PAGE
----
The 2020 domestic season will finally get under way on Saturday with counties competing to win a new tournament in the shape of the Bob Willis Trophy.
With the first half of the campaign wiped out due to the coronavirus pandemic, a shortened and improvised alternative was finalised to the usual County Championship.
All 18 clubs will battle for the inaugural Bob Willis Trophy, with the winners of this year's regionalised red-ball competition receiving a piece of silverware based on a painting by the wife of the late Bob Willis, who died in December.
The England great's widow Lauren Clark reconnected with her artistic side to help combat the loneliness of lockdown.
All 18 clubs will play once against their group rivals, with the first four rounds of fixtures to take take place consecutively, and the two group winners with the most points will make it through to the final.
The date and venue for the final are yet to be confirmed, but it will be played across five days, the PA news agency understands.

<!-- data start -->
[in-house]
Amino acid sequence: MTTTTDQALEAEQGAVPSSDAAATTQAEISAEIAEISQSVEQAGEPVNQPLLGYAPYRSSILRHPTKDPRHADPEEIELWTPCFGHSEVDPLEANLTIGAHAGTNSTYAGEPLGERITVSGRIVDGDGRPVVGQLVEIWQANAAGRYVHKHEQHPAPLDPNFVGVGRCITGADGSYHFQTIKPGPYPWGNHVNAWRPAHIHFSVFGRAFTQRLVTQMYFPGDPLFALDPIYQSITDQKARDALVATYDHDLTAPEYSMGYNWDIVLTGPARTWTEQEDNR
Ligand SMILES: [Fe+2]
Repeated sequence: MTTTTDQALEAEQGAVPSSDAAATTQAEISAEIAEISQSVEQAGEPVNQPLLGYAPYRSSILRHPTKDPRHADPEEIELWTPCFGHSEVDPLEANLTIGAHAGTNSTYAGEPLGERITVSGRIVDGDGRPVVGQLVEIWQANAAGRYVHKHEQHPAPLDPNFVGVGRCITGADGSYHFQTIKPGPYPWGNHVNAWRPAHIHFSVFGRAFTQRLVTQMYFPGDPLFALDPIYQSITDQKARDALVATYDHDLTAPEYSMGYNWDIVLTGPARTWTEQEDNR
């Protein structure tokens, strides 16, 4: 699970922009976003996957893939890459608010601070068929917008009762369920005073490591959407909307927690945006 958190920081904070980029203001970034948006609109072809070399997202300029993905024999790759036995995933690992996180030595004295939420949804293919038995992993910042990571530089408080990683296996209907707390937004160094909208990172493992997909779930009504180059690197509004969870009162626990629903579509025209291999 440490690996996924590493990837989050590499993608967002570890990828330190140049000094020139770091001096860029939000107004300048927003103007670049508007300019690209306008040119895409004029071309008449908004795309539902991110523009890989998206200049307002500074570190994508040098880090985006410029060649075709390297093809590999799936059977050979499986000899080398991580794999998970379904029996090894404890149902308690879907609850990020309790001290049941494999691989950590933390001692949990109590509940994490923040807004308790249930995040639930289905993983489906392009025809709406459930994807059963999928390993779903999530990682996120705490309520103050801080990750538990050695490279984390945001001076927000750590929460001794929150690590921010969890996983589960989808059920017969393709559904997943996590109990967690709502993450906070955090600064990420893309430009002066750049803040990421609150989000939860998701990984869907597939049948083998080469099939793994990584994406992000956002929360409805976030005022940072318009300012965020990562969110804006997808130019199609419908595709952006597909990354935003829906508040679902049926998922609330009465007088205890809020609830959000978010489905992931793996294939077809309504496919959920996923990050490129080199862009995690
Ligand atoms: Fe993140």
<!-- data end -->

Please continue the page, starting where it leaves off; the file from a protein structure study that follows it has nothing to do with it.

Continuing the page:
If tied, the trophy will be shared and if the game ends in a draw, the winner will be decided on a tie-breaker with the lead on the completed first innings taken into account.
Due to a congested fixture list, there will only be 90 overs a day instead of 96 at a rate of 15 every hour with hygiene breaks required every six overs unless there is a natural break.
The new ball will be taken at 90 overs rather than 80 to encourage spin bowling, while there will be a first innings limitation of 120 overs.
An increase in the follow-on target has occurred too, with 200 the figure now rather than 150. All fixtures will have first-class status.
Fans were expected to attend the opening days of Surrey v Middlesex at the Kia Oval and Warwickshire v Northamptonshire at Edgbaston, but those plans have been scrapped after Prime Minister Boris Johnson called off the return of spectators on a pilot basis on Friday.
While matches will be played behind closed doors, there is plenty to play for even with relegation off the table.
Local rivalry will be at stake and for Division Two clubs, like 2016 champions Middlesex, they will be back amongst some top-tier teams again.
Points scoring will be the same as in the County Championship, but eight will be awarded for a draw instead of five.
The last three winners of the title are in the South group and motivation for Yorkshire will be high after last tasting success five years ago with their 32nd County Championship title.
Warwickshire, where Willis spent 12 years, will also be eager to remember their old fast bowler by triumphing in the competition named after him.